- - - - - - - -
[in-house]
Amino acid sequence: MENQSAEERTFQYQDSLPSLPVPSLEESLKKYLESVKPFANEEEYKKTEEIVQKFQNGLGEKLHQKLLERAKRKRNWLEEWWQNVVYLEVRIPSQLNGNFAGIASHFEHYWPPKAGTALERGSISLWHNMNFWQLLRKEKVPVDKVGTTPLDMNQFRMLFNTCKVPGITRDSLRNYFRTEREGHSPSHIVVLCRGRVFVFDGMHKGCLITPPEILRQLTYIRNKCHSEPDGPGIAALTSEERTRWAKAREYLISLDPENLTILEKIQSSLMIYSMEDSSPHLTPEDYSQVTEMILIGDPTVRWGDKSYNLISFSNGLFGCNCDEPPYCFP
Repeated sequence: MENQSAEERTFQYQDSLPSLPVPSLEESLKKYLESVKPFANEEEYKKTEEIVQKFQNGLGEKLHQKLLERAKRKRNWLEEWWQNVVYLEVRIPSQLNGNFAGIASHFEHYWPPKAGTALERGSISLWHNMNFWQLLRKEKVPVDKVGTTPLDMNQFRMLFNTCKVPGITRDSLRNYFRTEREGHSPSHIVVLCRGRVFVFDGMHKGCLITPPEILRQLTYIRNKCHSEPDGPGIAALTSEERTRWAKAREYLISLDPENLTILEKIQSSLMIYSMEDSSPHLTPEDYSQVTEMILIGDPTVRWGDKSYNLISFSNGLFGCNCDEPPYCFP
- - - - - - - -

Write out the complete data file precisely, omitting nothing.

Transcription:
[in-house]
Amino acid sequence: MENQSAEERTFQYQDSLPSLPVPSLEESLKKYLESVKPFANEEEYKKTEEIVQKFQNGLGEKLHQKLLERAKRKRNWLEEWWQNVVYLEVRIPSQLNGNFAGIASHFEHYWPPKAGTALERGSISLWHNMNFWQLLRKEKVPVDKVGTTPLDMNQFRMLFNTCKVPGITRDSLRNYFRTEREGHSPSHIVVLCRGRVFVFDGMHKGCLITPPEILRQLTYIRNKCHSEPDGPGIAALTSEERTRWAKAREYLISLDPENLTILEKIQSSLMIYSMEDSSPHLTPEDYSQVTEMILIGDPTVRWGDKSYNLISFSNGLFGCNCDEPPYCFP
Repeated sequence: MENQSAEERTFQYQDSLPSLPVPSLEESLKKYLESVKPFANEEEYKKTEEIVQKFQNGLGEKLHQKLLERAKRKRNWLEEWWQNVVYLEVRIPSQLNGNFAGIASHFEHYWPPKAGTALERGSISLWHNMNFWQLLRKEKVPVDKVGTTPLDMNQFRMLFNTCKVPGITRDSLRNYFRTEREGHSPSHIVVLCRGRVFVFDGMHKGCLITPPEILRQLTYIRNKCHSEPDGPGIAALTSEERTRWAKAREYLISLDPENLTILEKIQSSLMIYSMEDSSPHLTPEDYSQVTEMILIGDPTVRWGDKSYNLISFSNGLFGCNCDEPPYCFP